"In an urban society, everything connects. Each person’s needs are fed by the skills of many others. Our lives are woven together in a fabric, but the connections that make society strong, also make it vulnerable" - Paul Vaughan, Threads

And yet, we are not even up to what I consider to be the most traumatic part of the film. As this introductory quote suggests, there is now absolutely nothing now holding the fabrics of the country together. No electricity, communications, sunlight, medical care, education, sanitation, fuel or even manpower to dig graves. What about about food? Well as soon as the food stocks run out, farming is the one crucial 'thread' that keeps the survivors together... and if you don't want to eat crops that have been grown in soil riddled with radiation then the only alternative is a rat or a sheep I'm afraid. The more Threads goes on (and it does go on, 13 years in fact) - the more the characters envy those who passed away in the initial explosion.

Ruth and Michael (Jimmy's father) soon become the last surviving members of the characters introduced at the start. This is where some of the aforementioned foreshadowing comes into play. Ruth slightly berates Jimmy at one point because he wants to build an aviary in their new flat, only seeming to care about birds. But after the bomb drops, she constantly carries around a book on birds that she managed to salvage from his home even though it provides her with no practical use in the desperate post apocalyptic times. The last we ever see of Michael is him as a weak, hungry man slowly succumbing to radiation poisoning as he clutches a hand held gaming system that we saw his youngest son playing with at the dinner table earlier on. Agriculture, something we saw Michael performing in peace time on his allotment with the greatest of ease is now something becoming increasingly ineffective due to the climate. There are plenty other examples of this, and they all serve to show us the juxtaposition between the conditions of peace time and war time, as well as a reflection on the personal losses of these two individuals.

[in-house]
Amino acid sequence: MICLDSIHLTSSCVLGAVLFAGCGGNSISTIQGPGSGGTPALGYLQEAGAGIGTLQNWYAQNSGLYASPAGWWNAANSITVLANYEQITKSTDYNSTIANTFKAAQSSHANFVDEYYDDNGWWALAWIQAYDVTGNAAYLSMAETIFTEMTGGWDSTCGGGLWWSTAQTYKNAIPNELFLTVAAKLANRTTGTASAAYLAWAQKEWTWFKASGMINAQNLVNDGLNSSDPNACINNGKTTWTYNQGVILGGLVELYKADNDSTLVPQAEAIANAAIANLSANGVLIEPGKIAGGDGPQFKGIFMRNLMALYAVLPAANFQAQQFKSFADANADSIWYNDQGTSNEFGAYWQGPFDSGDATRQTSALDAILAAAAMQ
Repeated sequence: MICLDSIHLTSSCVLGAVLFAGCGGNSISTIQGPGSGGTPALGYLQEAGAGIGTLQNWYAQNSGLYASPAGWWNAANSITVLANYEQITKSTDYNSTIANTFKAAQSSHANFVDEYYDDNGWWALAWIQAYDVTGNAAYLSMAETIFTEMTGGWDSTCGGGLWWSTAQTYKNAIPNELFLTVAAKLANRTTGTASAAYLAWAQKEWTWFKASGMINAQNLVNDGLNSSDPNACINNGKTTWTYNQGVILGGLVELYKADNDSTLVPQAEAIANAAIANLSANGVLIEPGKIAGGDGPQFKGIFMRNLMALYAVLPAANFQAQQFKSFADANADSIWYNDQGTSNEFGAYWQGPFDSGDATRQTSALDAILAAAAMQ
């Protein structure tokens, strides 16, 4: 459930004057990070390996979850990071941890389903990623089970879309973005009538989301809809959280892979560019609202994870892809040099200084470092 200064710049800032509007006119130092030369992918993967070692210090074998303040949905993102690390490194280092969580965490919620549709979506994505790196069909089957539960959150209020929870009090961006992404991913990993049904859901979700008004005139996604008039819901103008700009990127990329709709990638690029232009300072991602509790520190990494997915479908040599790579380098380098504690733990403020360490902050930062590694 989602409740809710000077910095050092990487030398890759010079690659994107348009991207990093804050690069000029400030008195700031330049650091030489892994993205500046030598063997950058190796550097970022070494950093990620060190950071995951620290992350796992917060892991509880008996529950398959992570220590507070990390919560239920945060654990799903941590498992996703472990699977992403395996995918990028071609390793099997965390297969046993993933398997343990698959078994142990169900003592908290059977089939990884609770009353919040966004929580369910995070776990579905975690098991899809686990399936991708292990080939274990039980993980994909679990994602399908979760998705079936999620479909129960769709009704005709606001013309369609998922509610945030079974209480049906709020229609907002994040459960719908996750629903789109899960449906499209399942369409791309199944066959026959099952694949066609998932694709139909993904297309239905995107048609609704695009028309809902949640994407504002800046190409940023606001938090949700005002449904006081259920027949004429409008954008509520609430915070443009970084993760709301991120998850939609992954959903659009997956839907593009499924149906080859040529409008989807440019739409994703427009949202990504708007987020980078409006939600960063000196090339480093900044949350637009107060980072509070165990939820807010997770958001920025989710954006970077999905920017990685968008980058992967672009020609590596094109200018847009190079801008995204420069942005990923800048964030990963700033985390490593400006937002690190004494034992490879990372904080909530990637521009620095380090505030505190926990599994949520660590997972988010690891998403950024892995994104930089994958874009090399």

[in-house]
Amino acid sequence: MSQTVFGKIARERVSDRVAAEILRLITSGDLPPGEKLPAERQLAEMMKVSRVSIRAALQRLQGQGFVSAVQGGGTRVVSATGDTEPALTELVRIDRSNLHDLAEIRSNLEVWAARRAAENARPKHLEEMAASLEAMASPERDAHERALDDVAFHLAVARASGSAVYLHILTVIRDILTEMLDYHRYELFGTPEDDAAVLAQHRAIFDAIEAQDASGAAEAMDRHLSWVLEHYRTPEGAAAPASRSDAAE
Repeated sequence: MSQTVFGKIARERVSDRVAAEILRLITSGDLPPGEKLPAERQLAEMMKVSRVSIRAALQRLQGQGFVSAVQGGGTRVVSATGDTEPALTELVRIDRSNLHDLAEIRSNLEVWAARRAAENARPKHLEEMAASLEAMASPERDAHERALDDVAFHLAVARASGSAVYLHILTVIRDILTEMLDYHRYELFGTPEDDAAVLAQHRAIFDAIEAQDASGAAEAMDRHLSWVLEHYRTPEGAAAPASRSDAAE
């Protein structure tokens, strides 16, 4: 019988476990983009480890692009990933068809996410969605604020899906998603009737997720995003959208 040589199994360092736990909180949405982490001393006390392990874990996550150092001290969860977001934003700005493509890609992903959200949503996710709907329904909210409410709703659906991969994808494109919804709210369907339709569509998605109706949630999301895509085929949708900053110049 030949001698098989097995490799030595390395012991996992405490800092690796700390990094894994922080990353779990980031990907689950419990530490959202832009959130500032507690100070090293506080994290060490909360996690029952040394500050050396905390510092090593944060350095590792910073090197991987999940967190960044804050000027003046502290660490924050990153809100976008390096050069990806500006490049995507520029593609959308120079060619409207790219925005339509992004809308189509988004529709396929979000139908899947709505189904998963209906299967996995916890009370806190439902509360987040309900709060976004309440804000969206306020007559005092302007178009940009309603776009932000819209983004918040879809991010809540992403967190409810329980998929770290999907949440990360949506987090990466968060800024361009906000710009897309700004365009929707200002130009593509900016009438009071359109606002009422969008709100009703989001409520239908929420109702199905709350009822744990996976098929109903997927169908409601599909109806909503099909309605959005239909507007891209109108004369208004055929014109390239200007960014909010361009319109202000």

As in any post-apocalyptic work of fiction like The Road, The Walking Dead or The Last of Us we see the horrible lengths that humans go to in order to survive, and like in these other works they soon become as much of a threat as the event that caused the apocalypse in the first place. Humans behave in brutal ways towards their fellow man and the punishment that follows is equally swift - looters are shot on site by 'authority figures' who no doubt take advantage of the fact that they are the only ones armed to take food for themselves by force. Even in peace time we see the morality of individuals starting to collapse, as shopkeepers exploit panic buyers by bumping up the prices of tinned food while a man even flogs tin openers at a CND rally. Where as the general perception of the Blitz was that the country carried on with stoicism, dignity and unity after bombing, nothing here resembles law, order or any sense of community spirit. Most people in the world are law abiding citizens, but this climate transforms them into thieves and murderers - it's survival of the fittest and food is the new currency.